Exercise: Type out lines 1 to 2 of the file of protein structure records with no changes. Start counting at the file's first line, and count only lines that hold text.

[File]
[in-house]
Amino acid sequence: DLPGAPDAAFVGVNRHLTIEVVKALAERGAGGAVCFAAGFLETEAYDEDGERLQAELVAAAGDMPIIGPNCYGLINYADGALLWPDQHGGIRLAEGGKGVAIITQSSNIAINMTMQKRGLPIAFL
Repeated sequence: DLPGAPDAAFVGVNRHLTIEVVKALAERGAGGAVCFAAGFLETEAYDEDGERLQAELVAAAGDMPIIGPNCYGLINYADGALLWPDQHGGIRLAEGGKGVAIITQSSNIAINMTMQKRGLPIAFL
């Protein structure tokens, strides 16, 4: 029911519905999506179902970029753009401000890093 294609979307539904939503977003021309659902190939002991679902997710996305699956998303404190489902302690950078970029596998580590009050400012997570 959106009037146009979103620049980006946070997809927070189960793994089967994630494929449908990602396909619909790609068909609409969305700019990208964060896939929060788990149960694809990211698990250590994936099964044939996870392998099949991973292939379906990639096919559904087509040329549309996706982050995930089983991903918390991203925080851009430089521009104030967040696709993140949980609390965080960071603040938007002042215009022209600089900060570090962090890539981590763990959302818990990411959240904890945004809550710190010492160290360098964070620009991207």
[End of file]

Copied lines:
[in-house]
Amino acid sequence: DLPGAPDAAFVGVNRHLTIEVVKALAERGAGGAVCFAAGFLETEAYDEDGERLQAELVAAAGDMPIIGPNCYGLINYADGALLWPDQHGGIRLAEGGKGVAIITQSSNIAINMTMQKRGLPIAFL